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Mao’s Dynasty


Born to a peasant family Mao was attracted to communism in his youth, helping found the Chinese Communist Party in 1921. By 1934 the Party numbered about eighty thousand, and pursued by Chiang Kai-shek’s Nationalist Army, they began what became known to history as the Long March. It stretched over six thousand miles and perhaps only ten percent survived it. In the village where it ended Mao emerged as the Communist leader, penned his philosophy, and forged the survivors into a tightly-knit group.

The Communists formed an uneasy alliance with the Nationalists against Japan during World War II, but that alliance crumbled by war’s end, resulting in a civil war won by Mao’s forces, as the Nationalists fled to Taiwan in 1949. Proclaiming the establishment of the People’s Republic of China, Mao swiftly solidified his rule over the country, removing his opposition to “re-education” camps and modeling his state after the Soviet Union, on whom he depended for assistance.

Within a year China found itself defending Communist North Korea against the United Nations. The Korean War ended in a stalemate in 1953, but its aftermath ensured the United States and China would be Cold War enemies. If the Soviet Union hid behind an iron curtain, China, many thought, now resided behind a bamboo curtain.

In Mao’s China, land was redistributed to peasant farmers, while the state dominated industry supply, production, and distribution. Mao purged the government of “rightist” intellectuals. Propaganda departments took over publishing houses, schools, and colleges. Yet by 1957 Mao grew disenchanted with China’s slow growth under the Soviet model. Harnessing its hundreds of millions of people, he set in motion what he called China’s “Great Leap Forward.” Lofty goals were set for industry, agriculture, and construction projects. The massive undertaking, however, was deemed a failure as millions died from the resulting famine.

Displeased with Mao’s brand of Communism, the Soviet Union withdrew its support from China. Mao then pumped precious resources into a new defense plan that included nuclear arms. But unrest at home was growing among millions who had seen the failure of the Great Leap. Facing this unrest, Mao launched the Cultural Revolution, giving college students freedom to search out counter revolutionaries.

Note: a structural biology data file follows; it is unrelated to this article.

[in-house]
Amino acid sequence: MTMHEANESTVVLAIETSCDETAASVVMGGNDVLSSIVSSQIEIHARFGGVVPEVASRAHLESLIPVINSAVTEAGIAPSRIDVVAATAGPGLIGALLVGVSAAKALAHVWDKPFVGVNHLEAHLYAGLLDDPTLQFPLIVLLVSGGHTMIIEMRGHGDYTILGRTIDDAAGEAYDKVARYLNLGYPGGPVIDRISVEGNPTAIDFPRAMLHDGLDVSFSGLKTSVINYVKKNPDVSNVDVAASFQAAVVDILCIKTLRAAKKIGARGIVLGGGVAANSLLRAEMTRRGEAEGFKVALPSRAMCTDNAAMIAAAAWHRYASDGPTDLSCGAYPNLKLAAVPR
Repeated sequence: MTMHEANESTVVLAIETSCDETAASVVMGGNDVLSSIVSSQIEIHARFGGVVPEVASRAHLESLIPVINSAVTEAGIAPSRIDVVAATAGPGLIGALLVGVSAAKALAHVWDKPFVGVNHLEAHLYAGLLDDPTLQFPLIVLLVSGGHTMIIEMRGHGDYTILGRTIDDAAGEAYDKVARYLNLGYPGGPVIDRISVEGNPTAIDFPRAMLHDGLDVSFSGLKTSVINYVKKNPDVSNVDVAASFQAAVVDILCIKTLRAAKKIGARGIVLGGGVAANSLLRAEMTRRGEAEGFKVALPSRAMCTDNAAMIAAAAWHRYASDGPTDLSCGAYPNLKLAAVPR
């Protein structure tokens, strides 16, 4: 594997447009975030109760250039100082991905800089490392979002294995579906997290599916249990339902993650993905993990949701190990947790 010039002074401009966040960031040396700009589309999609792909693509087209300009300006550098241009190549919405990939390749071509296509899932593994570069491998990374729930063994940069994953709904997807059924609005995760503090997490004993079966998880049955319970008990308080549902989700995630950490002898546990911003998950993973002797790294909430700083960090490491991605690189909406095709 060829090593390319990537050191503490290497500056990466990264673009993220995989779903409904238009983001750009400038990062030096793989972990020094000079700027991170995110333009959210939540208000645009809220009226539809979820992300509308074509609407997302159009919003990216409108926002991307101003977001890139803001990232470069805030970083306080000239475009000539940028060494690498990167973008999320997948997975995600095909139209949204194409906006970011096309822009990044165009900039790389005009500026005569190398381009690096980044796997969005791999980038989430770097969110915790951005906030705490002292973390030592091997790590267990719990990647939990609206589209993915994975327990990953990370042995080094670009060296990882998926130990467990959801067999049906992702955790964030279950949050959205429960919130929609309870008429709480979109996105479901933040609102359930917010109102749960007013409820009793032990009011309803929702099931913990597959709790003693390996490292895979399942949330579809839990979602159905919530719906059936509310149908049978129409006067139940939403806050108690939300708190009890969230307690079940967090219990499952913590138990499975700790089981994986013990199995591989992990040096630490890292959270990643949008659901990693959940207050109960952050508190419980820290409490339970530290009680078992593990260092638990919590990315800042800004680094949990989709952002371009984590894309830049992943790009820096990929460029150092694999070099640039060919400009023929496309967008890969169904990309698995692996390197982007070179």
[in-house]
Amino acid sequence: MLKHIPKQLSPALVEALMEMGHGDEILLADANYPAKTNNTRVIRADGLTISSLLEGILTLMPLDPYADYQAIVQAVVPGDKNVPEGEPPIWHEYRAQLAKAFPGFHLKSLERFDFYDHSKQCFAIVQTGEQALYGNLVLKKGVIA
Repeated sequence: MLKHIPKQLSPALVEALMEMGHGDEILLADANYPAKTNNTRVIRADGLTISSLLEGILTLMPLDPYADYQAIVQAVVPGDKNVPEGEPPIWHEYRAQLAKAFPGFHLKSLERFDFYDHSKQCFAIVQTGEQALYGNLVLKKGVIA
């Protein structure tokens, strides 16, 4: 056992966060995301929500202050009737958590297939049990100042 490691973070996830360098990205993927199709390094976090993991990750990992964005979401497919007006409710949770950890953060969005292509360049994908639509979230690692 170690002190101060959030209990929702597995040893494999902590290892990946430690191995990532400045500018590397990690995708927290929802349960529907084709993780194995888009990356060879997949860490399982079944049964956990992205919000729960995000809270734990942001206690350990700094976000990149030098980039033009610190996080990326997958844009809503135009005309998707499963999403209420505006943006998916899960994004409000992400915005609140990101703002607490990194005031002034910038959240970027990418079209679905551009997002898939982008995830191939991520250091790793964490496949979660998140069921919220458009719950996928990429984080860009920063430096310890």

Eight million students, called the Red Guards, shouted slogans from Mao’s “little red book.” They spilled forth attacking things foreign, things old, and those they hated, clashing with the army and workers organizations. Thousands who had been deemed traitors by the Red Guard were executed. In May 1968 Mao disbanded the Guards fearing civil war.


Shang (1523-1027 BC)  
Chou (1027-221 BC)  
Ch'in (221-206 BC)  
Han (206 BC-AD 220)  
Three Kingdoms (220-581)  
Sui (581-618)  
T'ang (618-907)  
Sung (907-1279)  
Yüan (1279-1368)  
Ming (1368-1644)  
Ch'ing (1644-1912)  
Opening the Door (1844-1911)  
The Period of Revolution (1912-1949)  
Raising the Bamboo Curtain (1972-1979)  
Into the Next Millennium (1979-)  
photo:  Mao Tse-Tung
Mao Tse-Tung
c. 1944

Courtesy National Archives and Records Administration


Chou En-lai emerged as a moderate force after the purges. He feared the Soviet military posture and felt the time was right to improve relations with the West. In 1972, Zhou arranged a meeting between Mao and President Richard Nixon. The bamboo curtain began to rise as China now looked to the West for help modernizing its country. It was a change Mao set in motion but one he would not see fulfilled. He died in October 1976 having ruled China twenty-seven years.